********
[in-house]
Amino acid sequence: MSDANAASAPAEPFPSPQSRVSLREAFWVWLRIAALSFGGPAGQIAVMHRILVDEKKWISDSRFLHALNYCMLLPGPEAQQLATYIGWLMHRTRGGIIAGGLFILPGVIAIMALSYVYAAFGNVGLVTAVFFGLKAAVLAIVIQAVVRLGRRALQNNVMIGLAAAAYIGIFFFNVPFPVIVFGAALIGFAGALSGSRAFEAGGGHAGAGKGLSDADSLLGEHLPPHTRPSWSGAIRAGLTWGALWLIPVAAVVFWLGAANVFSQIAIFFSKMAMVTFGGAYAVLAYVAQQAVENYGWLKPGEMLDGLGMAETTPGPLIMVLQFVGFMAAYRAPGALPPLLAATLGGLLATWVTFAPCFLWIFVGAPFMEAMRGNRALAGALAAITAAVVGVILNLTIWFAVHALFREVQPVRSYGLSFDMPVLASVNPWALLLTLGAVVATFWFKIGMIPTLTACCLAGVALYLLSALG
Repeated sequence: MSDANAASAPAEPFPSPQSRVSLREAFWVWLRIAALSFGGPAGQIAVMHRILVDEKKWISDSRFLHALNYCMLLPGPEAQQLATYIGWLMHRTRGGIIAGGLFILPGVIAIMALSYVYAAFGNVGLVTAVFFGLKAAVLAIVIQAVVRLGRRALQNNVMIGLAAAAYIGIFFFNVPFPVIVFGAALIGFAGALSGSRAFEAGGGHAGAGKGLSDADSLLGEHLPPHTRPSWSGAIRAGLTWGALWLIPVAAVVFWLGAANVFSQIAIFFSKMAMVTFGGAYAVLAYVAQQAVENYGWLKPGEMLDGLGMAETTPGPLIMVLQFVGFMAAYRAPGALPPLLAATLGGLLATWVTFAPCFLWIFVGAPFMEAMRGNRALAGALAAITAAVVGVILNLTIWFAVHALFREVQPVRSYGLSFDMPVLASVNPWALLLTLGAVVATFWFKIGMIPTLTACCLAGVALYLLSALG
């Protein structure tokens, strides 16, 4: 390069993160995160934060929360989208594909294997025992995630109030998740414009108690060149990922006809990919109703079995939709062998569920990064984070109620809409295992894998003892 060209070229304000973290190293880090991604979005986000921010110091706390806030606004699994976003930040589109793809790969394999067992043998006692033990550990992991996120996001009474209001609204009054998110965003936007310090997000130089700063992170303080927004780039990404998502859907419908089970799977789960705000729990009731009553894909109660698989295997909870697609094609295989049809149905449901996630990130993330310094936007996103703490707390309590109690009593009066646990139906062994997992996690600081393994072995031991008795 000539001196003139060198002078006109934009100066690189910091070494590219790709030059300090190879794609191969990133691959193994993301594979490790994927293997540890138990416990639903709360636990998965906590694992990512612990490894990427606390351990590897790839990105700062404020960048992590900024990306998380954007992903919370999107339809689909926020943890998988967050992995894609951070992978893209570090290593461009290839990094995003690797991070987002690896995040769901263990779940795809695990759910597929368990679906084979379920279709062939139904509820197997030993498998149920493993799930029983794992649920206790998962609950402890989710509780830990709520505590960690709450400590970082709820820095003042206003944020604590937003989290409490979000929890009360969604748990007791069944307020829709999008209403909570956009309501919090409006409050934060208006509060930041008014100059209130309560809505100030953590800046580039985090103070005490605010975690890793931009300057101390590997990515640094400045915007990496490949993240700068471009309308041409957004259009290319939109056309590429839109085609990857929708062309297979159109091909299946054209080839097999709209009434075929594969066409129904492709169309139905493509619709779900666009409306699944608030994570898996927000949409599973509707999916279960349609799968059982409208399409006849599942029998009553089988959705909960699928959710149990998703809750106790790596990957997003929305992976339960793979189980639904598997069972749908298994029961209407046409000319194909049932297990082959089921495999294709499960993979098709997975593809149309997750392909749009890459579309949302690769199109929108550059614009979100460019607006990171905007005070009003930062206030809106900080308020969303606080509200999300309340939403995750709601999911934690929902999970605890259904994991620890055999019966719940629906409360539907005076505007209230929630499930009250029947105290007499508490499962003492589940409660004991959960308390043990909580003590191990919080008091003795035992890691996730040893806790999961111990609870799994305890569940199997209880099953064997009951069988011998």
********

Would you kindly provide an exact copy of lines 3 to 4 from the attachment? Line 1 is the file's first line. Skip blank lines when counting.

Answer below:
Repeated sequence: MSDANAASAPAEPFPSPQSRVSLREAFWVWLRIAALSFGGPAGQIAVMHRILVDEKKWISDSRFLHALNYCMLLPGPEAQQLATYIGWLMHRTRGGIIAGGLFILPGVIAIMALSYVYAAFGNVGLVTAVFFGLKAAVLAIVIQAVVRLGRRALQNNVMIGLAAAAYIGIFFFNVPFPVIVFGAALIGFAGALSGSRAFEAGGGHAGAGKGLSDADSLLGEHLPPHTRPSWSGAIRAGLTWGALWLIPVAAVVFWLGAANVFSQIAIFFSKMAMVTFGGAYAVLAYVAQQAVENYGWLKPGEMLDGLGMAETTPGPLIMVLQFVGFMAAYRAPGALPPLLAATLGGLLATWVTFAPCFLWIFVGAPFMEAMRGNRALAGALAAITAAVVGVILNLTIWFAVHALFREVQPVRSYGLSFDMPVLASVNPWALLLTLGAVVATFWFKIGMIPTLTACCLAGVALYLLSALG
């Protein structure tokens, strides 16, 4: 390069993160995160934060929360989208594909294997025992995630109030998740414009108690060149990922006809990919109703079995939709062998569920990064984070109620809409295992894998003892 060209070229304000973290190293880090991604979005986000921010110091706390806030606004699994976003930040589109793809790969394999067992043998006692033990550990992991996120996001009474209001609204009054998110965003936007310090997000130089700063992170303080927004780039990404998502859907419908089970799977789960705000729990009731009553894909109660698989295997909870697609094609295989049809149905449901996630990130993330310094936007996103703490707390309590109690009593009066646990139906062994997992996690600081393994072995031991008795 000539001196003139060198002078006109934009100066690189910091070494590219790709030059300090190879794609191969990133691959193994993301594979490790994927293997540890138990416990639903709360636990998965906590694992990512612990490894990427606390351990590897790839990105700062404020960048992590900024990306998380954007992903919370999107339809689909926020943890998988967050992995894609951070992978893209570090290593461009290839990094995003690797991070987002690896995040769901263990779940795809695990759910597929368990679906084979379920279709062939139904509820197997030993498998149920493993799930029983794992649920206790998962609950402890989710509780830990709520505590960690709450400590970082709820820095003042206003944020604590937003989290409490979000929890009360969604748990007791069944307020829709999008209403909570956009309501919090409006409050934060208006509060930041008014100059209130309560809505100030953590800046580039985090103070005490605010975690890793931009300057101390590997990515640094400045915007990496490949993240700068471009309308041409957004259009290319939109056309590429839109085609990857929708062309297979159109091909299946054209080839097999709209009434075929594969066409129904492709169309139905493509619709779900666009409306699944608030994570898996927000949409599973509707999916279960349609799968059982409208399409006849599942029998009553089988959705909960699928959710149990998703809750106790790596990957997003929305992976339960793979189980639904598997069972749908298994029961209407046409000319194909049932297990082959089921495999294709499960993979098709997975593809149309997750392909749009890459579309949302690769199109929108550059614009979100460019607006990171905007005070009003930062206030809106900080308020969303606080509200999300309340939403995750709601999911934690929902999970605890259904994991620890055999019966719940629906409360539907005076505007209230929630499930009250029947105290007499508490499962003492589940409660004991959960308390043990909580003590191990919080008091003795035992890691996730040893806790999961111990609870799994305890569940199997209880099953064997009951069988011998």